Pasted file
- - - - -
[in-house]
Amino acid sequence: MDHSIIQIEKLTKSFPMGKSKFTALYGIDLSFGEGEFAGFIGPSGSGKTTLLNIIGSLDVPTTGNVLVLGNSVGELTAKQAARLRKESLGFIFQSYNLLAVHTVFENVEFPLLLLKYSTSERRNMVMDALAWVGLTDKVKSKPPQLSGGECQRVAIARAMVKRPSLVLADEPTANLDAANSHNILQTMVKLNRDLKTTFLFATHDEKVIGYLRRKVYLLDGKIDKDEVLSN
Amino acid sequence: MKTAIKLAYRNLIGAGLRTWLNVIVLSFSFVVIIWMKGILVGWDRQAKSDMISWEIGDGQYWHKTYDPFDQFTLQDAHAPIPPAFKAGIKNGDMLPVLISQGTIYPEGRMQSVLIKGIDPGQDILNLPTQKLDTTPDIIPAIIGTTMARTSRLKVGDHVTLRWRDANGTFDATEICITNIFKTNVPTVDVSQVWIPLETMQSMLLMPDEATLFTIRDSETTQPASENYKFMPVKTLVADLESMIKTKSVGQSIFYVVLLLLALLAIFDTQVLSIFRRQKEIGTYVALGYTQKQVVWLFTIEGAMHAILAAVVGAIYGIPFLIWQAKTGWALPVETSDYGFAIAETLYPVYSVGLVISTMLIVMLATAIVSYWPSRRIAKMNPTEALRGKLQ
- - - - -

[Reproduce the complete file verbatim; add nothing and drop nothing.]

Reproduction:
[in-house]
Amino acid sequence: MDHSIIQIEKLTKSFPMGKSKFTALYGIDLSFGEGEFAGFIGPSGSGKTTLLNIIGSLDVPTTGNVLVLGNSVGELTAKQAARLRKESLGFIFQSYNLLAVHTVFENVEFPLLLLKYSTSERRNMVMDALAWVGLTDKVKSKPPQLSGGECQRVAIARAMVKRPSLVLADEPTANLDAANSHNILQTMVKLNRDLKTTFLFATHDEKVIGYLRRKVYLLDGKIDKDEVLSN
Amino acid sequence: MKTAIKLAYRNLIGAGLRTWLNVIVLSFSFVVIIWMKGILVGWDRQAKSDMISWEIGDGQYWHKTYDPFDQFTLQDAHAPIPPAFKAGIKNGDMLPVLISQGTIYPEGRMQSVLIKGIDPGQDILNLPTQKLDTTPDIIPAIIGTTMARTSRLKVGDHVTLRWRDANGTFDATEICITNIFKTNVPTVDVSQVWIPLETMQSMLLMPDEATLFTIRDSETTQPASENYKFMPVKTLVADLESMIKTKSVGQSIFYVVLLLLALLAIFDTQVLSIFRRQKEIGTYVALGYTQKQVVWLFTIEGAMHAILAAVVGAIYGIPFLIWQAKTGWALPVETSDYGFAIAETLYPVYSVGLVISTMLIVMLATAIVSYWPSRRIAKMNPTEALRGKLQ